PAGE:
"For years, since we first received transmission of your historical documents, we have studied every facet of your missions and strategies. For the past hundred years our society had fallen into disarray. Our goals, our values had become scattered. But since the transmission we have modeled every aspect of our society from your example, and it has saved us. Your courage, and teamwork, and friendship through adversity! In fact all you see around you has been taken from the lessons garnered from [your] historical documents."
The Trekkies built their world in an era when science fiction thrillers did not yet command vast budgets, when Hollywood was not yet desperate to stroke "viral" and "grassroots" support for its properties. Entertainment has since become a two-way street, and the Trekkies helped make it that way. Star Trek fans endured decades of ridicule on the path to the glorious present (including an infamously mocking sketch by William Shatner himself on Saturday Night Live), but when Trekkies and Galaxy Quest hit theaters in the late 1990s, the films felt less like a vindication of fandom than a victory lap. Science fiction fans, you had nothing to be ashamed of all those years. It was those others, those techno-skeptics, those narrow-minded, pig-headed anti-Trekkies, those mere spectators, who turned out to be history's real losers.
The interactive, on-demand media environment the Trekkies helped create has been with us just long enough that we're beginning to take it for granted. Fan conventions are a regular feature of popular entertainment. "Slash" fiction, the fan genre named for the gay Kirk/Spock romances, now flourishes to the point that virtually any two TV characters you can nam e are getting it on somewhere out on the Internet. As the WB and UPN networks have found out during their merger, fan lobbying to rescue favorite shows has become extremely sophisticated, involving massive fund raising, bribery attempts, and skywriting campaigns. Entertainment properties are now routinely conceived in multimedia terms, with video games, action figures, merchandise, and labyrinthine back stories. Captain Kirk is the little acorn from which this mighty oak grew.
But in a real way, Star Trek itself is over. When the series Enterprise went off the air last year, it ended an era, stretching back to the early Reagan administration, during which some version of Star Trek had been continually in at least pre-production. Paramount will give Trek XI its day, and there will probably be an audience around when that happens. But the circumstances were unique. It's unlikely we'll see a similar fan phenomenon in a world of endless entertainment choices and eternal afterlives in home video (and if this birthday tribute has moved you to nostalgia or curiosity, be advised that Paramount has brought out all of Star Trek on DVD, with the original series packaged in a handsome set of color-coded tricorders).
The culture has moved on too. Technological change and greater personal freedom are now widely accepted as positive forces, rendering much of the Trek message superfluous. The romance of space travel that accounted for much of Star Trek's appeal (the original show went off the air two months before Apollo 11 landed on the moon) has withered; and the problems of the Yangs and the Coms seem quaint in a world where the Coms have signed onto a perverted form of capitalism. And who can get exercised about the hippies and the squares at a time when only Islamic fundamentalists are wearing beards?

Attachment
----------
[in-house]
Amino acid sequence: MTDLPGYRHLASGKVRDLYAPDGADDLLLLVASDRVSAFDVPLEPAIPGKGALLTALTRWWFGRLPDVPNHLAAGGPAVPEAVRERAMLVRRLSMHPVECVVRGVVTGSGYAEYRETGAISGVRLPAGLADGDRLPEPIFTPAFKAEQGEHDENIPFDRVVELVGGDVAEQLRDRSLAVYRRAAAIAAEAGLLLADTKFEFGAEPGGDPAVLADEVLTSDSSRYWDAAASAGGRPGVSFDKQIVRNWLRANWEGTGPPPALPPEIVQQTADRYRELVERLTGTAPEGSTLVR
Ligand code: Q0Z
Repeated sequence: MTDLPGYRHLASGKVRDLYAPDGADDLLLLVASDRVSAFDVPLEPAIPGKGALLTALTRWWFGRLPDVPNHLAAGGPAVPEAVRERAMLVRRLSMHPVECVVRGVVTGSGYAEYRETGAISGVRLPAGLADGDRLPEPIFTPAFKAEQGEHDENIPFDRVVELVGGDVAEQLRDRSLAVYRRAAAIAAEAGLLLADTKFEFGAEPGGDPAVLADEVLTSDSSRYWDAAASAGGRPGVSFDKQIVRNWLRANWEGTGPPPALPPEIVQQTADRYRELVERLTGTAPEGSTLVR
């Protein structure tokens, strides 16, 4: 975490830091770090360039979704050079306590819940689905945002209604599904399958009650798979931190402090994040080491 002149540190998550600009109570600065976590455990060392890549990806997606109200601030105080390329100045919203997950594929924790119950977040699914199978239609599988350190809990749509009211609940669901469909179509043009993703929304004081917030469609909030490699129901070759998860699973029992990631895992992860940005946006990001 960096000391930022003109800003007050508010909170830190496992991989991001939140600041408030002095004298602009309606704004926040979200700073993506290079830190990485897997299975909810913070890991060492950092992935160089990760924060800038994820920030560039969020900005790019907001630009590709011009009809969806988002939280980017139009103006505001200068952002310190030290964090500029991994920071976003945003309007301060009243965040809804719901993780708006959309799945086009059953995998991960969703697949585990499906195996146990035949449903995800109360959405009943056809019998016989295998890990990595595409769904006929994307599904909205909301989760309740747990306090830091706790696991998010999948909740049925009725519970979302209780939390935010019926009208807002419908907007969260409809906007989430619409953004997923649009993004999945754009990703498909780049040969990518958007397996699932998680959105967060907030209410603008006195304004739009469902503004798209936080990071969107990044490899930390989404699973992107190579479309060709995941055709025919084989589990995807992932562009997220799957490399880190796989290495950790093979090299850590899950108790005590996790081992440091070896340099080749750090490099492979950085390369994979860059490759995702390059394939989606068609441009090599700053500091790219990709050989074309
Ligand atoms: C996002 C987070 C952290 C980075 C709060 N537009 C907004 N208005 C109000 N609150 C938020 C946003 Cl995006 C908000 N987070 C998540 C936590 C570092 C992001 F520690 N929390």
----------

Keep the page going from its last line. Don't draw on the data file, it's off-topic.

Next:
It's even less likely we'll see another popular entertainment with such proudly mythic elements: thunderous musical cues, larger-than-life acting, props and special effects so basic they function more as symbols than as on-screen visuals. This article would be incomplete without an appreciation of at least one of those elements: the acting. If you still believe Shatner is just a laughable ham, nothing will convince you otherwise. People of refinement know better and recognize Captain Kirk's total commitment, his vein-popping intensity, his refusal to be cooler than the material, as the acting equivalent of the right stuff—an indefinable quality, not quite stagy, not quite cinematic, at once too big for TV and just right for it. On a fresh viewing, it's striking to see how ably Shatner, Nimoy, and the late DeForest Kelley sell Star Trek. Because even if you never believe those tinfoil props are really phasers or communicators, you never doubt for a second that they believe it.
That theatrical quality dwindled in the later, desexualized spin-off series. (At times in the 1980s, it almost seemed the execrable Buck Rogers in the 25th Century, with its paunchy, wisecracking leading man and bevies of perverse and exotic beauties, captured more of Star Trek's daffy spirit than the Star Trek franchise itself.) In all its iterations, Star Trek continued to provide juicy guest roles for some of the greatest character actors ever to chew Styrofoam scenery. What other series would give radical attorney Melvin Belli a job playing an androgynous angel? Where else but on Deep Space Nine could Andrew Robinson, the loathsome "scorpio killer" in the original Dirty Harry, have found years of work playing an alien in bumpy-forehead makeup? But it wasn't merely acting styles that passed the franchise by. Star Trek was a work of innocence, a relic of the mythic past lingering in a more wised-up, ironic age.
It seems very wistful, very un-Star Trek, to be looking back fondly on that mythic past, but on this one occasion, we can let our human halves overpower our Vulcan halves. Once upon a time, when our nation was in trouble, many brilliant people came together to produce a humble entertainment that was more than a sum of its parts: The most retrograde and prescient, the most religious and agnostic, the most male and female, the most heroic and absurd, the most rarefied and popular, the most American television show ever made.